Overall, the latest incarnation of the 2016 Great Green Fleet will last one year and deploy ships using a variety of energy conservation measures, including stern flaps, LED lights and energy dashboards that monitor real-time fuel consumption and performance.
After the ceremony, Mabus flew out to see a destroyer replenish its fuel tanks from fleet bio-oiler USNS Guadalupe. During the year, the rest of the Great Green Fleet will receive fuel from the combat support ship USNS Rainier, which will take on over 3 million gallons of the alternative fuel blend before joining the fleet on the high seas.
Boosting private industry
By launching the Great Green Fleet, the Navy joins companies like United Airlines, Alaska Airlines, Cathy Pacific, Southwest Airlines, UPS, FedEx and Disney in adopting alternative fuels and incorporating them into their supply chain.
While AltAir was processing the biofuel for the Great Green Fleet, it also began regularly scheduled deliveries of biojet fuel to United Airlines flights at LAX last year.
In 2013, after the two companies announced the 15 million gallon deal, AltAir Fuels retrofitted idled portions of a Los Angeles petroleum refinery to cost-effectively produce the jet biofuel.
During the current trial period, United will purchase up to 15 million gallons of biofuel from AltAir over three-years, with the option to purchase more.
For both United and the US Navy, AltAir's fuel achieves a 50 percent reduction in carbon dioxide emissions on a life cycle basis when compared to traditional jet fuel.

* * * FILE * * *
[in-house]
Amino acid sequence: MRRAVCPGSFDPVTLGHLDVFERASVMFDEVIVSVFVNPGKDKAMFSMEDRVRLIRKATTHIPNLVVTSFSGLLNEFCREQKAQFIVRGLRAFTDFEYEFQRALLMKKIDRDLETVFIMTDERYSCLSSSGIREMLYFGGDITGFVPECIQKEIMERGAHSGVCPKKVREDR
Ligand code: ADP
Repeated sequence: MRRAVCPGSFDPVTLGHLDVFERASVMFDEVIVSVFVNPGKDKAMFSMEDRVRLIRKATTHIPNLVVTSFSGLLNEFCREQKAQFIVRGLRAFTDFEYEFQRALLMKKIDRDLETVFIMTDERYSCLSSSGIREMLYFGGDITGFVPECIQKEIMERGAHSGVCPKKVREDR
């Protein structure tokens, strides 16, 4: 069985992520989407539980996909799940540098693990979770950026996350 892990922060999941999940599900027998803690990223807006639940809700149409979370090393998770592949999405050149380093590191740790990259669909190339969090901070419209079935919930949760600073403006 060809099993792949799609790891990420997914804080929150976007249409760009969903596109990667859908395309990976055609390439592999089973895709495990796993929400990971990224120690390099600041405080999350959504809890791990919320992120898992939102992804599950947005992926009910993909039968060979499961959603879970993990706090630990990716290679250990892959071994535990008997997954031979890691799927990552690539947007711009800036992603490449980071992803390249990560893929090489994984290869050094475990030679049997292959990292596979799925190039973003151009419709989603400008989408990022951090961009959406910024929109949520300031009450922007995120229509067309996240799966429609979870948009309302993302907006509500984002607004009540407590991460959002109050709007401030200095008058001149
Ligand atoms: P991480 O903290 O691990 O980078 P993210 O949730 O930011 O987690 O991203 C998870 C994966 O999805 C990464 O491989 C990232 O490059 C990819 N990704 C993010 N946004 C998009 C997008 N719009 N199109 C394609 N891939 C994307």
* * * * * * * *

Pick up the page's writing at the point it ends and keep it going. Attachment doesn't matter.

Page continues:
Funding new builds
To kickstart an entire alternative drop-in fuels industry, in 2014 the DOD awarded $210 million under the Defense Production Act to Emerald Biofuels, Fulcrum BioEnergy and Red Rock Bio towards the construction of biorefineries that produce cost-competitive, drop-in military biofuels.
Under the new contracts, Fulcrum BioEnergy, based in northern Nevada, will eventually produce 10 MMgy of biofuel through use of Municipal Solid Waste. Red Rock Biofuels in Oregon will use woody biomass to create 12 MMgy of advanced biofuels, and, using waste fats, Emerald Biofuels will produce 82 MMgy at a Gulf Coast refinery.
These projects still have yet to be completely financed and constructed. But once up and running, they're expected to produce more than 100 million gallons of military-grade fuel beginning in 2017.
Among the three companies, Fulcrum appears is the closest to construction. Last May it finalized a fixed-price engineering, procurement, and construction contract with Abengoa, and expects to begin construction during the fourth quarter of this year. Although the schedule may have been complicated by Abengoa's pending reorganization.
Fuldrum says that funds are in place to begin construction and that the company is finalizing the loan under $105 million loan guarantee with the USDA, at which point the federal funds will be available.
An August 2015 DOE project update indicated that the young industry is gaining momentum. FedEx and Southwest Airlines have agreed to buy fuel from Red Rock, and United and Cathay Pacific Airlines have already invested in Fulcrum. All of these developments are important because they attract more investors to a still-risky investment.
Has the government started to build a robust biofuel ecosystem?
Images: USS Stockdale, Facebook